Her boy, named Oyena, was successfully born by C-section while she was unconscious!
Nosipho Nkantini (40) from Eerste River, Cape Town, gives all the glory to God and the hospital staff.
She was diagnosed when she was 25 weeks pregnant. Nosipho, a nurse, had to leave work to recover from Covid 19. In early December she developed symptoms.
Her doctor didn’t suspect the virus and prescribed antibiotics. But she started struggling to breathe.
“A rapid test came back negative, but I couldn’t breathe. My second test came back positive,” she said.
She was transferred to Netcare N1 City Hospital and was placed in the hospital’s red zone dedicated to corona patients.
The mum of two other kids said: “From then I can’t remember anything until I woke up days later, when I was told I’d suffered complications and my baby had been delivered by C-section.”
The hospital said after Nosipho was well enough to be discharged, her baby still required specialized life support and care in ICU.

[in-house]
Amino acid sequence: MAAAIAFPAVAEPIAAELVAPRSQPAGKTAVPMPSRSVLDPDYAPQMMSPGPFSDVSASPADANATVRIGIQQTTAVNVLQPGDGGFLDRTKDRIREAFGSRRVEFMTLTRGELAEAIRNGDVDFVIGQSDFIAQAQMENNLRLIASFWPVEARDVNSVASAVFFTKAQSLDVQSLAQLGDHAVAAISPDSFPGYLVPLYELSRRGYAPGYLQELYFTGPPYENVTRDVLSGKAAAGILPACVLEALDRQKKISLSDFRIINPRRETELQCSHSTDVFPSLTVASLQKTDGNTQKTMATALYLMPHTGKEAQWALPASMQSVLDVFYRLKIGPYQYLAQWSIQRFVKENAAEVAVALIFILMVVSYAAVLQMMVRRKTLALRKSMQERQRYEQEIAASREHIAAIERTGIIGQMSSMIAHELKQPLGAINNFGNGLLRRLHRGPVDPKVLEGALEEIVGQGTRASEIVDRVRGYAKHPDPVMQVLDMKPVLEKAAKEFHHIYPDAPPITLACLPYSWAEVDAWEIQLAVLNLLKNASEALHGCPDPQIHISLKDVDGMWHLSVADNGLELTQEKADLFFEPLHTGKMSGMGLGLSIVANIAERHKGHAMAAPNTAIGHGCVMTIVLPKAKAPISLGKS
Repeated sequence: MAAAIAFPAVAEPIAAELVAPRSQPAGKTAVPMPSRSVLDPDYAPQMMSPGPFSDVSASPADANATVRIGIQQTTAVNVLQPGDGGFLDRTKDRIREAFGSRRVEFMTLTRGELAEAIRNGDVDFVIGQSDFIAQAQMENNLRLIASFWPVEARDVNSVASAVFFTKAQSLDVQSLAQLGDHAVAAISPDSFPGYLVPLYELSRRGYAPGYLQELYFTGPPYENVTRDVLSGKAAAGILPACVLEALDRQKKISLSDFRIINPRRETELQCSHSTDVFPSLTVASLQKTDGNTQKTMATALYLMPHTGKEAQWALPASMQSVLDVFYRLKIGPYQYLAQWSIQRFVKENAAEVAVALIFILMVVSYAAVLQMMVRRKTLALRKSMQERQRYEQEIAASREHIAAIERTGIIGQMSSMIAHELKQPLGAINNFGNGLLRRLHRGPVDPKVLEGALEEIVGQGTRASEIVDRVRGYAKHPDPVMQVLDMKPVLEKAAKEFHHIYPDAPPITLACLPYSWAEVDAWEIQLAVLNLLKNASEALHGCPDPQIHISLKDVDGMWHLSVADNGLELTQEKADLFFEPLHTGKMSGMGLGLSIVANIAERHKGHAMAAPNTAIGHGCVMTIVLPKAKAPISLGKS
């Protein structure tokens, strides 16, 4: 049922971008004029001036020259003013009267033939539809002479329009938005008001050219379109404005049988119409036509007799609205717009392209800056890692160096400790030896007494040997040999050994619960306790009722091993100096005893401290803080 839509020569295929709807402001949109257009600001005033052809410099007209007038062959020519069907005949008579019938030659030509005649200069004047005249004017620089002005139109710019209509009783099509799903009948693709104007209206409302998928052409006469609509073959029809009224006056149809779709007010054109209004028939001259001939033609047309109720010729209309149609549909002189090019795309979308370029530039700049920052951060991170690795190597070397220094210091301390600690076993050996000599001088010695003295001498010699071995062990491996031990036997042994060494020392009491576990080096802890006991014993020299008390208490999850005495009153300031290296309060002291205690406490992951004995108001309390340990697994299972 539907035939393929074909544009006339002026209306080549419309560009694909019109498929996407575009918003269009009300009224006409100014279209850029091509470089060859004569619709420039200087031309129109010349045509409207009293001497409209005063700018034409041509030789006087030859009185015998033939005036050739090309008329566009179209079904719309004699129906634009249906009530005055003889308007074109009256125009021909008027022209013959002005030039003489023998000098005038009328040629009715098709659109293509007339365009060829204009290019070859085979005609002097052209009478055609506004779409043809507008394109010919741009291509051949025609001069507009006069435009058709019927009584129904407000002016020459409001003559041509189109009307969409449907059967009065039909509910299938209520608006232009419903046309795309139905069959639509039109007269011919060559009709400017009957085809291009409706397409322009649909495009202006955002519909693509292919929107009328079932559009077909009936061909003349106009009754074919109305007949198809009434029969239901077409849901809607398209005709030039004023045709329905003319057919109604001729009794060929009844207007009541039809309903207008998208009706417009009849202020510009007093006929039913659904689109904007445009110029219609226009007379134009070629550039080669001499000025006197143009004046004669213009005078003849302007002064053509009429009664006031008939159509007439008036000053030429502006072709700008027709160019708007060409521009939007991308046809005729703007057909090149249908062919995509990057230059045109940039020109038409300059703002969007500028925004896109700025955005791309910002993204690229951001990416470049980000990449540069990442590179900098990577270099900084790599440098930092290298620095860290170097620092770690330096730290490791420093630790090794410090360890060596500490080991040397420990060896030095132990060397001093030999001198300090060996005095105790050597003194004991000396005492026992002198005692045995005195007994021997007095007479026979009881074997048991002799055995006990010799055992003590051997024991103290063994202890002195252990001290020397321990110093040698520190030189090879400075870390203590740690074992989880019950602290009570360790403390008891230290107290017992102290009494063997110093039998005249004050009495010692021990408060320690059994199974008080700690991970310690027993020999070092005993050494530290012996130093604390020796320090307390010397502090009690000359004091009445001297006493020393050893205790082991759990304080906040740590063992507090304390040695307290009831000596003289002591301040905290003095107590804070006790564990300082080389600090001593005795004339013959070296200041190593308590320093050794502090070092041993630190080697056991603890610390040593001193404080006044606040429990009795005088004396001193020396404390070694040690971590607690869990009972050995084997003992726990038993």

During her emergency admission, her contact details were unfortunately outdated.
“I was too scared to call. I’d convinced myself my baby had died. Christmas was terrible.”
Social worker Ronel Grobler enlisted to assist in reaching the baby’s mother.
“When all else failed we contacted local police,” she said.
Said Nosipho: “When cops arrived I thought my baby had died.
“I couldn’t believe it when they told me my baby boy was fine.”
She was overjoyed to meet her boy for the first time in the neonatal intensive care unit, three weeks after his birth on 17 December.
“I was so happy but it was difficult not being able to hold him. Staff in ICU were saying he’s a miracle baby and hoped he’d soon grow strong enough so I could take him home,” she said.
“I’m so grateful to all the doctors and hospital staff.”
Dr Ricky Dippenaar, a neonatologist at the hospital, said Nosipho’s baby boy was born prematurely.
“Thankfully, the tiny baby tested negative for Covid-19. He’s made good progress and taking full feeds and continues to gain weight.”
He said many mums whose babies are in ICU experience double separation, which occurs when she can’t hold her baby and can no longer feel the baby inside of her.
Source | daily sun